November 7, 2001

MDS Proteomics opens world's premiere large scale proteomics research facility

Author: JT Smith

MDS Proteomics and IBM today announced the
completion of one of the world's most powerful supercomputing clusters --
and Canada's fastest system. With the ability to compute more than 600
million calculations per second, the Linux* system is part of an advanced
technology infrastructure supporting research on proteins' roles in causing
diseases such as cancer, AIDS and depression.

Located at MDS Proteomics' new global research headquarters in Toronto and
research facility in Denmark, the newly completed system consists of three
clusters of IBM eServer** xSeries** 330 systems running Linux, with 100
servers in each cluster. The xSeries 330 Intel-based server -- about the
size of a pizza box -- is the most powerful thin server in the industry.
It employs self-healing and self-protective technologies and offers high
availability, reliability and ease of use, with maximum server density.

The Linux supercluster is part of an integrated computing platform deployed
at MDS Proteomics to identify, analyze and compare proteins and protein
interactions. Other systems -- which support both wet-lab (real life) and
in silico (computer simulation) analyses -- include:

-- A network of ultra-sensitive mass spectrometers, which can identify and
analyze thousands of proteins each day.

-- A network of IBM UNIX-based servers, including an IBM SP supercomputer;
eight IBM pSeries** H80 servers; three IBM pSeries M80 servers; and two IBM
p680 servers. These servers support:

MDS Proteomics' new Laboratory Information Management Systems (LIMS) --
the backbone of the company's day-to-day research operations;
MDS Proteomics' in-house databases, including BIND*** (Biomolecular
Interaction Network Database), a repository that stores descriptions of how
biomolecules interact and how they participate in biological pathways to
carry out specific cellular functions; and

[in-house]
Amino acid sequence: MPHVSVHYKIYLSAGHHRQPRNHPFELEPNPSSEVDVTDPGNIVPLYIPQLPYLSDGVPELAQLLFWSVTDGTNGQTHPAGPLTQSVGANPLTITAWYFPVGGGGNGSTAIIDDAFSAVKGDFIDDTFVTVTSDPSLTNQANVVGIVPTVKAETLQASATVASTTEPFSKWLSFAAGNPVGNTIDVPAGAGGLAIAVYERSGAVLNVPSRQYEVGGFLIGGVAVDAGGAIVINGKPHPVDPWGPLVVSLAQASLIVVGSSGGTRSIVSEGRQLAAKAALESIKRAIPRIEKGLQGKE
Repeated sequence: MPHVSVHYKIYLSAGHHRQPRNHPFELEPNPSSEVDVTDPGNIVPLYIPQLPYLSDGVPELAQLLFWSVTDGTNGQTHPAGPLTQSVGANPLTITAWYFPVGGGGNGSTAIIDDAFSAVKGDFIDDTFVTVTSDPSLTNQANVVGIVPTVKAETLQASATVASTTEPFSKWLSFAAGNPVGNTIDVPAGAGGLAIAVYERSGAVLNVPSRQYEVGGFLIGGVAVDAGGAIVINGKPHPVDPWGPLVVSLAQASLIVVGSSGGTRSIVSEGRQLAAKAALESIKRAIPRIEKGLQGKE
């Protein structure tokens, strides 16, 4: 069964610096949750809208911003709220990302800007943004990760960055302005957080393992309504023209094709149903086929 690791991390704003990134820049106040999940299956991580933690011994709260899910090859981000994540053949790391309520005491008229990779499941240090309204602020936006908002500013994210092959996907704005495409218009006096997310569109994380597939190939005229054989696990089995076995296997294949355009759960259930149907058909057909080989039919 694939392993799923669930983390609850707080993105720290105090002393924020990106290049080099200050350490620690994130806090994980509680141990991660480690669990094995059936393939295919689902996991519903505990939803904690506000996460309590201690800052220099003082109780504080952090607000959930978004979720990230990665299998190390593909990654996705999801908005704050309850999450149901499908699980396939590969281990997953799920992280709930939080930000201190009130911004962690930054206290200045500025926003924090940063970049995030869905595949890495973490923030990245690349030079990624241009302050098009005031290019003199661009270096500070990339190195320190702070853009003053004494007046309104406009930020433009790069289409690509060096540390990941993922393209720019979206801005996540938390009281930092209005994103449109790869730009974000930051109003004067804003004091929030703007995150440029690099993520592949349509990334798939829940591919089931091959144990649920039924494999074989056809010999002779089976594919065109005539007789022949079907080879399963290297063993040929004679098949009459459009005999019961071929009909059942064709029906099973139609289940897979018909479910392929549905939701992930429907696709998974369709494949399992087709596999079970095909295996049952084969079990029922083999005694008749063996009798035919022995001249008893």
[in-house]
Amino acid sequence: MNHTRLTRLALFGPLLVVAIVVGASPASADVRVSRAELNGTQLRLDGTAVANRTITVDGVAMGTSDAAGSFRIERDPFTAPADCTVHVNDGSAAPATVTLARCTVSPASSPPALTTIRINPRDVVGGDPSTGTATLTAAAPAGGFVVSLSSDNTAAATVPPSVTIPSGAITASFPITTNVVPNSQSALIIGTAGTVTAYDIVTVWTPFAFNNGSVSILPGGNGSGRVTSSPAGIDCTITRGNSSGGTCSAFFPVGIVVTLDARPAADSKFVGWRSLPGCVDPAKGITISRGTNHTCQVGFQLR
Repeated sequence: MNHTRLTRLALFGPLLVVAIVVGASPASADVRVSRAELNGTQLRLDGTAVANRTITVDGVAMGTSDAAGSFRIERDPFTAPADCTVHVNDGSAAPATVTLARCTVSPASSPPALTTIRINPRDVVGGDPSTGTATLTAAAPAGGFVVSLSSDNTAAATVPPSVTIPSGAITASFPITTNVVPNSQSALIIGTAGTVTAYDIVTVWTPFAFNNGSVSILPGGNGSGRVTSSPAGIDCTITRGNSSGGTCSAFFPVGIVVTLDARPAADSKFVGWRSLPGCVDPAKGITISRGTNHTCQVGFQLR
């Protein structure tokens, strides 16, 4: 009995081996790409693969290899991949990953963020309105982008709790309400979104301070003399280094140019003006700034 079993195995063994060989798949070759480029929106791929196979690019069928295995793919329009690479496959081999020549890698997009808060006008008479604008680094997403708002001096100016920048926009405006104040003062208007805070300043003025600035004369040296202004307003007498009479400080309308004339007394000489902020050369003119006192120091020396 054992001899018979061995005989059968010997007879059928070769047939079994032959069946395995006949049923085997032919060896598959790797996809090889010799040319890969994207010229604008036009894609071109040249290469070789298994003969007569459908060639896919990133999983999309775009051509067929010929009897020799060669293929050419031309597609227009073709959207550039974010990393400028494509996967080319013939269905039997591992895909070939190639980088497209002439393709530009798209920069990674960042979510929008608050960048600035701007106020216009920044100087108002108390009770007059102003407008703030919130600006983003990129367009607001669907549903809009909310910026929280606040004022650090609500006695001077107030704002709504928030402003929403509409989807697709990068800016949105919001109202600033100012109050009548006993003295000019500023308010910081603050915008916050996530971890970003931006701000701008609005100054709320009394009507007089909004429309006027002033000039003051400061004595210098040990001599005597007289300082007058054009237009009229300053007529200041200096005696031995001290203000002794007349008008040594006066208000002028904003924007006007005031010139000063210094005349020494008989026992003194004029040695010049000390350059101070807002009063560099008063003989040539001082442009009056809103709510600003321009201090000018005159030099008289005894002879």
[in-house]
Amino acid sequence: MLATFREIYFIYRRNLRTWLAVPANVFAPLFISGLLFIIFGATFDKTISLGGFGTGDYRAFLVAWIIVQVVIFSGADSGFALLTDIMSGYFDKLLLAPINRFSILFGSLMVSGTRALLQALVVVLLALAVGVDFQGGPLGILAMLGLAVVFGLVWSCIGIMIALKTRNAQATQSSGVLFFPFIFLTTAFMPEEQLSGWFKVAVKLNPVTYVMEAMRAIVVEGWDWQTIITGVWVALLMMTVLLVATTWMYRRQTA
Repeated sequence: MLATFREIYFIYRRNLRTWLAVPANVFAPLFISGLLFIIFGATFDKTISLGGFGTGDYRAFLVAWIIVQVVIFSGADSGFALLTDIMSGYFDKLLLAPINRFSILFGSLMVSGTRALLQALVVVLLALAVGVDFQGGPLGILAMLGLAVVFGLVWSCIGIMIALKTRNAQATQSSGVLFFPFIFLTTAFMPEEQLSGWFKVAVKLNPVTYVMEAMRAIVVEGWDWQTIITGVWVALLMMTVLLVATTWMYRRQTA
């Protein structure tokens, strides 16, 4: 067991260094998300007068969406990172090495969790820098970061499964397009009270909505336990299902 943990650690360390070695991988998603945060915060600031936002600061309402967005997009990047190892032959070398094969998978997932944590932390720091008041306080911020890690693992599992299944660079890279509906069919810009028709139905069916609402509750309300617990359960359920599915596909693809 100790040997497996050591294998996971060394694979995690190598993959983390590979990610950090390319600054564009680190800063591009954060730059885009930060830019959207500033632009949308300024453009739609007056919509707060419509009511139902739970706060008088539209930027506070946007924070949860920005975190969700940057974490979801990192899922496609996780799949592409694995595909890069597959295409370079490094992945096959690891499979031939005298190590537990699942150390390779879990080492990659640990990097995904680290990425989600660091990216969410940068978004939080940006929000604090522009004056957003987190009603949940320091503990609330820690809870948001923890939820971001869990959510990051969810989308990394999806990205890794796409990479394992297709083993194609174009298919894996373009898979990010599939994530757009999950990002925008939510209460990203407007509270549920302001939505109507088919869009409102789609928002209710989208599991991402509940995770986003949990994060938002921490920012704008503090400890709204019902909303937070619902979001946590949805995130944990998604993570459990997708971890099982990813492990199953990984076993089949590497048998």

Software applications for identifying proteins, bioinformatics
analyses, and drug discovery, including BLAST, which is designed to
compare existing protein and nucleic acid sequences against National Center
for Biotechnology Information (NCBI) databases of sequences; SeqHound, a
protein sequence finder; and MDS Proteomic's Small Molecule Interaction
Database (SMID)***, which contains information on small molecule
interactions.

-- A 120-port Foundary Gigabit Ethernet -- one of Canada's largest fibre
optic network switches -- to enable the servers to work on analyses in
tandem.

-- IBM DB2 Universal Database, which provides a scalable relational data
management system for managing complex, heterogeneous proteomic data.

IBM Enterprise Storage Server (code named "Shark), a high-speed solution
for storing, accessing and retrieving the enormous quantities of protein
sequence data generated daily by the mass spectrometers.

-- IBM Linear Tape Open tape library system, which provides 28 terabytes of
backup storage capacity.

-- Fault-tolerant, cluster-based software to manage system and network
availability and reliability, including Tivoli Storage Manager** (TSM).

MDS Proteomics also plans to use IBM's DiscoveryLink** software, which
provides data integration capabilities to seamlessly integrate proteomics
data from a variety of sources, formats and file types. DiscoveryLink
enables researchers to consolidate information from many sources into a
"virtual database" to solve complex medical research problems.

* Indicates registered trademark of Linus Torvalds.
** Indicates trademark or registered trademark of IBM Corporation.
*** Indicates trademark or registered trademark of MDS Proteomics.

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